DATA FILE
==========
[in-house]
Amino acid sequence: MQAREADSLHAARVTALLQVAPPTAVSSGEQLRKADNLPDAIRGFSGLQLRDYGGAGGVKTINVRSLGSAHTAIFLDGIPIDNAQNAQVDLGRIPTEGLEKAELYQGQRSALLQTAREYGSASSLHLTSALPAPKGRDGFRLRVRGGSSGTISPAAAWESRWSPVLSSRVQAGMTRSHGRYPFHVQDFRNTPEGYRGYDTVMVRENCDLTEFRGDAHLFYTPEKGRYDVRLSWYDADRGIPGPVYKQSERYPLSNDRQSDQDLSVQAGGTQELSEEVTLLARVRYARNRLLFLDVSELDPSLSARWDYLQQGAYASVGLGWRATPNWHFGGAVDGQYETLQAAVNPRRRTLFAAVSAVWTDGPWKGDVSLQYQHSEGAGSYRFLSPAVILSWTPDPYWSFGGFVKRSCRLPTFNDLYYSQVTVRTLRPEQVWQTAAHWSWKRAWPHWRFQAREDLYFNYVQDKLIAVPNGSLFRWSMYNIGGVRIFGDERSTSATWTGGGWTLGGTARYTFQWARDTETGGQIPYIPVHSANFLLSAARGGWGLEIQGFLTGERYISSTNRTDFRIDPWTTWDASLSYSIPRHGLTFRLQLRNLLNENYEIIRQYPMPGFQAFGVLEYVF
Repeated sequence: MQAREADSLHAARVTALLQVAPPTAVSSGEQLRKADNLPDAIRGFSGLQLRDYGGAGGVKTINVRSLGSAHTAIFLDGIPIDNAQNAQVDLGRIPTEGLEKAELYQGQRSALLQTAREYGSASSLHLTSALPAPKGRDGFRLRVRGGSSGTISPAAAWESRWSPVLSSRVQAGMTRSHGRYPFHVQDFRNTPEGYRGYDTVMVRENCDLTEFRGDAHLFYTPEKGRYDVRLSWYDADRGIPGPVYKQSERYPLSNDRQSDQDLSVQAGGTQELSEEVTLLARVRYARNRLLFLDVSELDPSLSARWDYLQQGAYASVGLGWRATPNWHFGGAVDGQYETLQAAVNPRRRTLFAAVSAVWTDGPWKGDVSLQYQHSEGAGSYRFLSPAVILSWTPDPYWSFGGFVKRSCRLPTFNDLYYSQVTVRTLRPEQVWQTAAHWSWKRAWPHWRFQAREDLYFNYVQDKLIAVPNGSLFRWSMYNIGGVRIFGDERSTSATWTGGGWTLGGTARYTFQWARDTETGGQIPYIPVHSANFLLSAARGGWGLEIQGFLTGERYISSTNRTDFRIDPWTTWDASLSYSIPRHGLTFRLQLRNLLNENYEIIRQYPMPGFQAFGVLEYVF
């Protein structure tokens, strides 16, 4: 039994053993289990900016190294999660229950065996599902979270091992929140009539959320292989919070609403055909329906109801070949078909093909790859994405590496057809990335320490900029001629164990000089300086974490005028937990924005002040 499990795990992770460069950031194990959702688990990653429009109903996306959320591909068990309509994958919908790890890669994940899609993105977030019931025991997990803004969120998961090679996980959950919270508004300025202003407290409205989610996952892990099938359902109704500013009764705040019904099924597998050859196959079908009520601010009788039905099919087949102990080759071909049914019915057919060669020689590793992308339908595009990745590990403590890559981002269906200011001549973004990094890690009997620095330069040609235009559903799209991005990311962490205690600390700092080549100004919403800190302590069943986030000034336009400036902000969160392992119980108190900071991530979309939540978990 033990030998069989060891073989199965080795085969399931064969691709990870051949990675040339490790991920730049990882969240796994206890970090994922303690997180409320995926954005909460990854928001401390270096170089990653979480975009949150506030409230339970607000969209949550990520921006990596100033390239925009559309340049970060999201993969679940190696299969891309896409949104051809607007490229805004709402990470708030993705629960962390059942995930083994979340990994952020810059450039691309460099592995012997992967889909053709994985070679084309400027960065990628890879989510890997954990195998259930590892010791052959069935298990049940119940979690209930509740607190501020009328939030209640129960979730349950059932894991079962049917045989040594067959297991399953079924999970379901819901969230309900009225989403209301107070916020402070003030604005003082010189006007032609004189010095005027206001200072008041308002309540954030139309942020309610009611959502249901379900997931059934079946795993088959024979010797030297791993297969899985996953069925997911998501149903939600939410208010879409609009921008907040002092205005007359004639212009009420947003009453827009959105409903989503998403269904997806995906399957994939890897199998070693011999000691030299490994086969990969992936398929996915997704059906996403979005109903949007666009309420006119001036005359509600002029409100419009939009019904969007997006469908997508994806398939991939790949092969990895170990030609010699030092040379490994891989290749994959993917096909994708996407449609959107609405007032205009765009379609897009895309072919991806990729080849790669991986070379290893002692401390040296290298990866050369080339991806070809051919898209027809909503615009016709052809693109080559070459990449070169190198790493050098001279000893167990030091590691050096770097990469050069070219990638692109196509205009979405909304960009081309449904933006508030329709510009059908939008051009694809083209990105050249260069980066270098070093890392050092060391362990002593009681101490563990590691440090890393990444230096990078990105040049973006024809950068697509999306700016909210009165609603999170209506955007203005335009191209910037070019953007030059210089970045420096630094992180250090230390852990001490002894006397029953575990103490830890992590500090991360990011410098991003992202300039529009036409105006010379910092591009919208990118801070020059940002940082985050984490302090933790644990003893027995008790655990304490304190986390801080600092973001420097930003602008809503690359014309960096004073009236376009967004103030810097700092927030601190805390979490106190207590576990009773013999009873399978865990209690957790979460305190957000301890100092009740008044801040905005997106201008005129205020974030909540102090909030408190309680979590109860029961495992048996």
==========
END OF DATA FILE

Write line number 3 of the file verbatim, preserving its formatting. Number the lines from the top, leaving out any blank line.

Repeated sequence: MQAREADSLHAARVTALLQVAPPTAVSSGEQLRKADNLPDAIRGFSGLQLRDYGGAGGVKTINVRSLGSAHTAIFLDGIPIDNAQNAQVDLGRIPTEGLEKAELYQGQRSALLQTAREYGSASSLHLTSALPAPKGRDGFRLRVRGGSSGTISPAAAWESRWSPVLSSRVQAGMTRSHGRYPFHVQDFRNTPEGYRGYDTVMVRENCDLTEFRGDAHLFYTPEKGRYDVRLSWYDADRGIPGPVYKQSERYPLSNDRQSDQDLSVQAGGTQELSEEVTLLARVRYARNRLLFLDVSELDPSLSARWDYLQQGAYASVGLGWRATPNWHFGGAVDGQYETLQAAVNPRRRTLFAAVSAVWTDGPWKGDVSLQYQHSEGAGSYRFLSPAVILSWTPDPYWSFGGFVKRSCRLPTFNDLYYSQVTVRTLRPEQVWQTAAHWSWKRAWPHWRFQAREDLYFNYVQDKLIAVPNGSLFRWSMYNIGGVRIFGDERSTSATWTGGGWTLGGTARYTFQWARDTETGGQIPYIPVHSANFLLSAARGGWGLEIQGFLTGERYISSTNRTDFRIDPWTTWDASLSYSIPRHGLTFRLQLRNLLNENYEIIRQYPMPGFQAFGVLEYVF